If I were the Attorney-General, I would take seriously the call by Australians for economic and social rights to be better protected and promoted in this country. I would be pleased that over 35 000 Australians took time to participate in the National Human Rights Consultation that I launched in December 2008. Yet I would not accept the praise of many – that the process stands as a leading example of how national governments should consult communities about human rights – until I had issued a genuine response. In preparing this response, I would attend to the community’s call for giving priority to rights to health care, housing and education. These would be addressed constructively with the Rudd Government’s reform agenda of social inclusion, access to justice, and national security. I would also recall the Australian Labor Party’s historic role in the creation of Australia’s social welfare architecture, in legislation dealing with labour, health care and education.
The drafters of the Universal Declaration of Human Rights understood that human rights cannot be protected without catering for the material needs of the most vulnerable. The fundamental rights that accord with being human do not only involve civil and political rights. States must also respect, protect and fulfil the rights of everyone to have access to food, clothing, housing, health care, and education.
And as those drafters made clear, this realization is as important to peace and national security as it is to inclusion and access to justice. I would recommend, in this spirit, that Australia ratify the Optional Protocol of the International Covenant on Economic, Social and Cultural Rights and encourage the Minister for Foreign Affairs, Stephen Smith, to persuade other countries to do so in order to bolster the post-Cold War economic and social rights framework as well as the human rights institutions of our region.
Closer to home, I would engage with some of the National Human Rights Consultation Committee’s excellent recommendations, such as the adoption of a federal Human Rights Act, and supplement others, such as its institutionally timid exploration of how economic and social rights correspond with judicially manageable standards. I would ask my Department, the Australian Law Reform Commission and other experts, to assist me in understanding the rich international and comparative examples that indicate how economic and social rights work in advanced legal systems. I would compare this advice with earlier white papers and reports on Indigenous health and well-being, housing, water and legal services, and get advice on implementing the recommendations which support human rights in institutionally creative and targeted ways.
I would work hard to understand the hurdles and opportunities presented by recognizing economic and social rights as, on the one hand, a frame of political discourse in Australia and on the other, a legally robust category. It may be that as a frame of discourse, claims of ‘rights’ help particular groups to communicate, and my colleagues in government and others to understand, how hunger, indigence, medical neglect, or barriers to schooling are public injustices in Australia, rather than private misfortunes. This frame may even unite political minorities that are grappling with a systemic problem from different perspectives. I would remind my colleagues in Cabinet that Australians who participated in the consultation described serious failings in access to health care, education and housing in rural and urban communities.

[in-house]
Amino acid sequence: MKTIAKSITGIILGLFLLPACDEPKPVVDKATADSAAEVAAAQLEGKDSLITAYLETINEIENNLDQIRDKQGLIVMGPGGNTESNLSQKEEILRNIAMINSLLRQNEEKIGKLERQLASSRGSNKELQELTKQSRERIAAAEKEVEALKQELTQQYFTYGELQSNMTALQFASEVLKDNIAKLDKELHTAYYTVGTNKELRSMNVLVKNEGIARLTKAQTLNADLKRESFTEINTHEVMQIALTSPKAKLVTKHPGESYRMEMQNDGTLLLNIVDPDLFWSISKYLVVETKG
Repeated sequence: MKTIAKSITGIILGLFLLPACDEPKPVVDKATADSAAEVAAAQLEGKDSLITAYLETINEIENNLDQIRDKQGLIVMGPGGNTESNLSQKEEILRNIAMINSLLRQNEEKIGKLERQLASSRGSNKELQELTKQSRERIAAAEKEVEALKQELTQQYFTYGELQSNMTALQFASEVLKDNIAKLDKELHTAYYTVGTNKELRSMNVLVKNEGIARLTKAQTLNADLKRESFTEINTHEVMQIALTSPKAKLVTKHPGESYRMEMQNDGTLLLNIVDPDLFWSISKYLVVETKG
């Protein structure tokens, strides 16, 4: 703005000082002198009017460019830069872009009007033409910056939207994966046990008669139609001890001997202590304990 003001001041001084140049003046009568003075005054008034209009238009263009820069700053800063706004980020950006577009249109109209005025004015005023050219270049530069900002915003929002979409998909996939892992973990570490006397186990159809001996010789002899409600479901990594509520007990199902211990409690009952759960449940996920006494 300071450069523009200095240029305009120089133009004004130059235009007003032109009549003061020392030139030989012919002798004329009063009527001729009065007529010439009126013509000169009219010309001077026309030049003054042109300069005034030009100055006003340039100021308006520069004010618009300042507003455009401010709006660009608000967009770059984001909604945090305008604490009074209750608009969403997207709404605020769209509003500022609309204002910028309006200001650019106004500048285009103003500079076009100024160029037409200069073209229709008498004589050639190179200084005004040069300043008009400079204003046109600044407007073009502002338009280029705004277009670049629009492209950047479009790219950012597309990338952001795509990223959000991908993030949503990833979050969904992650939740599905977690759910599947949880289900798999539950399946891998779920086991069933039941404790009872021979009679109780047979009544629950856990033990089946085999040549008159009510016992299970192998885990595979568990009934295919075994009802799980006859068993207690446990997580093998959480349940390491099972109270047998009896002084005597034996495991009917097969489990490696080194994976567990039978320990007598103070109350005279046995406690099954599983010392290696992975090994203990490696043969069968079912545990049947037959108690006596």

In approaching the legal category of economic and social rights, I would consider how one can exert legal pressure on decision-makers in diverse scenarios. First, I would survey the ways in which the duties to respect, protect and fulfil economic and social rights would alter the role of parliamentary committees and the drafting and preparation of legislation. This would also require me to investigate current approaches to measuring and monitoring economic and social rights.
Second, I would examine the obligations that would be placed on policy-makers and bureaucrats. An apt example is offered by South Africa: where administrative decision-makers must now act ‘reasonably’ in matters of economic and social rights. This standard involves measures of procedural fairness, familiar to Australian administrative law, but also includes an explicit requirement that decision-makers do not ignore the interests of the most vulnerable in devising and implementing policies around housing or health care.
Third, I would explore the ways in which adjudication would be altered by legislated economic and social rights. I would reject the Committee’s recommendations that such rights should, without further study, be taken off the adjudicative agenda. I would instead get advice on how such rights may translate to a justiciable complaint, or otherwise figure as subjective entitlements to certain procedural protections, or as a principle to inform the interpretation of legislation and the common law.
All of these issues will provoke more thinking and more action. If my study finds that a change is needed in the prevailing judicial culture in Australia, I would increase the resources for ongoing judicial education, encourage the use of international and comparative materials by Australian courts and advocates, and perhaps think about the trajectory of judicial appointments in Australia in a more expansive way.
In all of my endeavours as Attorney-General, I would be encouraged by the view of many that the protection of economic and social rights leads to a renewal of democracy, rather than a restriction of it.
Dr Katharine Young is a recent graduate of Harvard University and a research fellow at ANU’s Regulatory Institutions Network